How to Get Involved in Your Loved One's Senior Living Community

Fortunately, this isn’t a tricky question to answer. There are plenty of opportunities available to the diligent seeker!

If you’re interested in becoming more involved in your loved one’s senior living experience, your first stop should be the community itself. The community’s leadership team should have their finger on the pulse of the community, and they can be an excellent resource. They should know their community’s specific needs, and they should be able to give you helpful advice on how you can play a greater role in the community. But in case you want some talking points before you meet with the staff, we’ve assembled a few ideas for you to consider.

Visiting

The first and most basic action you can take is a regular visit. Setting aside a dedicated time to swing by the community on a weekly or biweekly basis can have a host of benefits. You not only get to see your mom or dad regularly, you can get to know the staff, the grounds and their fellow residents. Who knows — you might even start to make some friends yourself!

Action Ideas:

●      Pack a picnic.

●      Organize a game night.

●      Recruit the grandkids.

●      Take a class.

●      Attend an in-community webinar.

●      Decorate for the holidays.

●      Record fun family stories.

Volunteerism

Does the community have a vegetable garden that could use a good weeding? Do you have a particularly good voice for reading books aloud? Is your church choir willing to put together a show for the residents? Volunteerism can be a great way to get involved at the local community. You can be a one-woman (or one-man) volunteer army if that’s your style; or, if you want to be part of a bigger picture, there are several groups you can partner with. National organizations like Elder Helpers and AmeriCorp specialize in coordinating volunteer activities to benefit older adults as well as senior companionship. If you prefer your volunteerism to have a local flair, you could partner with regional organizations and faith-based groups in your area. All it takes is a phone book and a few calls.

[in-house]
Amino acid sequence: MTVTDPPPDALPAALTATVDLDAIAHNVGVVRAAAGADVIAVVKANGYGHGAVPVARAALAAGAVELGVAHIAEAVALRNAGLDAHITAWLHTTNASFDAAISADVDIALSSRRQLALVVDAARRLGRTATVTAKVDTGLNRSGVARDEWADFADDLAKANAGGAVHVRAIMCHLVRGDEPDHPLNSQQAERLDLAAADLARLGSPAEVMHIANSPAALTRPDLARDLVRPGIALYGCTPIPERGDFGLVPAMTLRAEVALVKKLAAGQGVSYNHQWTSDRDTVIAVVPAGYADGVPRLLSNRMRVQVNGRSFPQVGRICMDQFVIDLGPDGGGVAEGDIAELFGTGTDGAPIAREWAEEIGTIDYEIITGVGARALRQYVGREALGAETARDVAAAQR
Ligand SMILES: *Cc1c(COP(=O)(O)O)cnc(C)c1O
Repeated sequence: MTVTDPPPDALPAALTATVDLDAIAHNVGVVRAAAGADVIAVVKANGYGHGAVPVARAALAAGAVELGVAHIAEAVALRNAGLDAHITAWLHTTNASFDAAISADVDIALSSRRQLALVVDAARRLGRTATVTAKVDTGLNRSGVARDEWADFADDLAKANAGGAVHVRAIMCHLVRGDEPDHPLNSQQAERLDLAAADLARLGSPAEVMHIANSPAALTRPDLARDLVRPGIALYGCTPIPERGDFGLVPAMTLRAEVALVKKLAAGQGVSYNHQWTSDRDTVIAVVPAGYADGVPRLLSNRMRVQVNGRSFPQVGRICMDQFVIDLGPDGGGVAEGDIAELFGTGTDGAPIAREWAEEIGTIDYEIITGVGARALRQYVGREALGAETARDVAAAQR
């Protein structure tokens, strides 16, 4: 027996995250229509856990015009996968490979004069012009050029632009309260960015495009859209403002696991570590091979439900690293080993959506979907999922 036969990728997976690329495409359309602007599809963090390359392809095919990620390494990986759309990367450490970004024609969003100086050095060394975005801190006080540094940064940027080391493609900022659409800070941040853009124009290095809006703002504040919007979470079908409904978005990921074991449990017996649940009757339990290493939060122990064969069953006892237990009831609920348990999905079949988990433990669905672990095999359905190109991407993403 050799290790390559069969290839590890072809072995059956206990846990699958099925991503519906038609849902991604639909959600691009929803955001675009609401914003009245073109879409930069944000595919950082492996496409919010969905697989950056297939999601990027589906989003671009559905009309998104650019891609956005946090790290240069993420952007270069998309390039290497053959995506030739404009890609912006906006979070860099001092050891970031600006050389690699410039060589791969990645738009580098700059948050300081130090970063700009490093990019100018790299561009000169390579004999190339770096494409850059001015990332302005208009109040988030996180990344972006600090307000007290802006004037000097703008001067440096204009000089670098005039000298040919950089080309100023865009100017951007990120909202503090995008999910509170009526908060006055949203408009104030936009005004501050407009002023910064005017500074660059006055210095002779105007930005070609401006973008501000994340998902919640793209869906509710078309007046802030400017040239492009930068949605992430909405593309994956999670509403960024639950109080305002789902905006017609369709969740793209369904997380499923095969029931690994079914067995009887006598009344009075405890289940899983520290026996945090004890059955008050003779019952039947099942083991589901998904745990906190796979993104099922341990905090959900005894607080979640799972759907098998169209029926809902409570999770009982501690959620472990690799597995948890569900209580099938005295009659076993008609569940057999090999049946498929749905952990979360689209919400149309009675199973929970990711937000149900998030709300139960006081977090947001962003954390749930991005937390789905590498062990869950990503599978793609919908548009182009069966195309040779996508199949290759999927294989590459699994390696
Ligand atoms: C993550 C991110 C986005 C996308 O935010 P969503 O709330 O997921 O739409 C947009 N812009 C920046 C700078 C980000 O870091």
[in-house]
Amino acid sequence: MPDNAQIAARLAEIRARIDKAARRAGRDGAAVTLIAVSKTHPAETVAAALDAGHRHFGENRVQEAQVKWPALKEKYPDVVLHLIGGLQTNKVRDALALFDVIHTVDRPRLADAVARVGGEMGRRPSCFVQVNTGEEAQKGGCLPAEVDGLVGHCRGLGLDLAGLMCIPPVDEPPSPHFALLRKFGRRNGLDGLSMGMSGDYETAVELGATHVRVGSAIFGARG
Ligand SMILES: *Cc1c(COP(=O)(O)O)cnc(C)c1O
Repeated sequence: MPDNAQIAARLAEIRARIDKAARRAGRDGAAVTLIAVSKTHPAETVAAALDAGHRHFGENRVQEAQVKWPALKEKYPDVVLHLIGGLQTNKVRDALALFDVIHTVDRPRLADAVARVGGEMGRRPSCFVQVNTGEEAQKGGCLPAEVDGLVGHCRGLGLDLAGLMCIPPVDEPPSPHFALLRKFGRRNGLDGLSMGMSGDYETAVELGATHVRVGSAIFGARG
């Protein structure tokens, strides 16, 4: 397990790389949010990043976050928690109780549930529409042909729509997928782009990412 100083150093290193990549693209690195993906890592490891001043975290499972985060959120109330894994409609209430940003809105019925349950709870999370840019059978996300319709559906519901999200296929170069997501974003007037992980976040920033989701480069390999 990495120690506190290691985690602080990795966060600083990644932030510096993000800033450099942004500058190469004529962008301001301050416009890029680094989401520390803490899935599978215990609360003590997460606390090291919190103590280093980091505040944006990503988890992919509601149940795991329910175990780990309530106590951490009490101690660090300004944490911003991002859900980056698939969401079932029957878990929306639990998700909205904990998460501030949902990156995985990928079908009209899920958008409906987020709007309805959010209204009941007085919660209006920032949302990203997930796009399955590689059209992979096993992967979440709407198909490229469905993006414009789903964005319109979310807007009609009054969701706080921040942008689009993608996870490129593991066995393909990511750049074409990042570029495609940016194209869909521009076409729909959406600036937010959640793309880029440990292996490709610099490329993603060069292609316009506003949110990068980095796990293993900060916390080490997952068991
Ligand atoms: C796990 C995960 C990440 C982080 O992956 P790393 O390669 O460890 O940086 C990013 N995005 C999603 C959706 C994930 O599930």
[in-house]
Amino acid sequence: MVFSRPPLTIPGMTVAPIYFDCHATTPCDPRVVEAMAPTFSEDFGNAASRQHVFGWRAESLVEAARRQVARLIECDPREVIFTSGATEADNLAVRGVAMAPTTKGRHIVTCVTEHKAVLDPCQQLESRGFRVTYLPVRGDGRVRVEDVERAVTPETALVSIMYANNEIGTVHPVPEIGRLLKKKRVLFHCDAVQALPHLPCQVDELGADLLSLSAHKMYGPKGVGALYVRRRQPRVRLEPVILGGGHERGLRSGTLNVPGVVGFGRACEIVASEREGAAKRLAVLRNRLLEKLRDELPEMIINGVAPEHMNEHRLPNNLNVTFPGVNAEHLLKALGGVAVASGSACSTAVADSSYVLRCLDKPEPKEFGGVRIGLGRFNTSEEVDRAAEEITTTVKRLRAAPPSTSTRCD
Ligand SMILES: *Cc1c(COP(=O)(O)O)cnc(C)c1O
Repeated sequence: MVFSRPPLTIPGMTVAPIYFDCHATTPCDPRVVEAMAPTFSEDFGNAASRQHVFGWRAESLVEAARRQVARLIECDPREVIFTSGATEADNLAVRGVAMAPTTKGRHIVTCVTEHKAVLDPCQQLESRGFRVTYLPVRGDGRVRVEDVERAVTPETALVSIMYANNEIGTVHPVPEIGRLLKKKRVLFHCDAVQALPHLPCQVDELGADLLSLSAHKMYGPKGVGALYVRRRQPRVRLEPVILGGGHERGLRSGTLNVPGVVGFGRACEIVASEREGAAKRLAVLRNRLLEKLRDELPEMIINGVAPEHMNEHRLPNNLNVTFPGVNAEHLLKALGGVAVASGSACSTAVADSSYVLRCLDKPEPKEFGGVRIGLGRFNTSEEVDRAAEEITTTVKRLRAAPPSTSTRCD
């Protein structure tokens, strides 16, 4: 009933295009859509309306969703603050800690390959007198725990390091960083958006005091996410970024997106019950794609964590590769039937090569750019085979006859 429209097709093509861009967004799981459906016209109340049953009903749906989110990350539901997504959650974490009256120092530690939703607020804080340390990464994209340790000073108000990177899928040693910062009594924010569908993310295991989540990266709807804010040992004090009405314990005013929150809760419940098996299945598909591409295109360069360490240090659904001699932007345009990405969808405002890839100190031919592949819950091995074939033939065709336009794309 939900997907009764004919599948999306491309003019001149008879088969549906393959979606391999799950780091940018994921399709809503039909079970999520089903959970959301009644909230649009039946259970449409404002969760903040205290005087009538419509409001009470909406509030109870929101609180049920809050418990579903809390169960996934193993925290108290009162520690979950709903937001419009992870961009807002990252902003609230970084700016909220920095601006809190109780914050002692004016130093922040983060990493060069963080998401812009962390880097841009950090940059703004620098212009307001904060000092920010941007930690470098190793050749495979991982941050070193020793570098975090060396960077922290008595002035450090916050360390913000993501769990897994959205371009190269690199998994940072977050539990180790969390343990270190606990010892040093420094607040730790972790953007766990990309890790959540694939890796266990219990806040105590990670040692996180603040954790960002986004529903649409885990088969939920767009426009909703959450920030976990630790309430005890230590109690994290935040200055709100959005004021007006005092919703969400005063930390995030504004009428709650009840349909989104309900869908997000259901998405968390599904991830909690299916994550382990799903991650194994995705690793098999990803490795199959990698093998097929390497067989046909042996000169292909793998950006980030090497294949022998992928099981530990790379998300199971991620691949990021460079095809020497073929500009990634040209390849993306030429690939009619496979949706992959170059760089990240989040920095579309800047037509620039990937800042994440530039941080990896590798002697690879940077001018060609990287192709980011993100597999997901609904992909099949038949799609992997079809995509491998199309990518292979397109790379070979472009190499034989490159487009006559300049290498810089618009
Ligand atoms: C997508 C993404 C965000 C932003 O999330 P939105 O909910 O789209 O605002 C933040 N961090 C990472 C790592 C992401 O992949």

Action Ideas:

●      Read to visually impaired residents.

●      Teach a skill like knitting.

●      Set up a parking lot car wash for residents with cars.

●      Help create memory boxes.

●      Offer to organize drawers or closets.

●      Write letters and postcards.

●      Provide companionship.

Advocacy

Your involvement with your loved one’s community doesn’t have to stop at the front door. Advocacy groups like AARP, the National Council on Aging and the Alzheimer’s Association perform important work on the macro level to influence research, care and public policy to benefit older adults. This can benefit not only your loved one and the residents in their community but seniors throughout the United States — maybe even around the world. So what are you waiting for?

Action Ideas:

●      Register with a reputable organization.

●      Ask for volunteer opportunities.

●      Help raise funds for research.

●      Get informed on existing policy.

●      Study proposed policy.

●      Reach out to community leaders.

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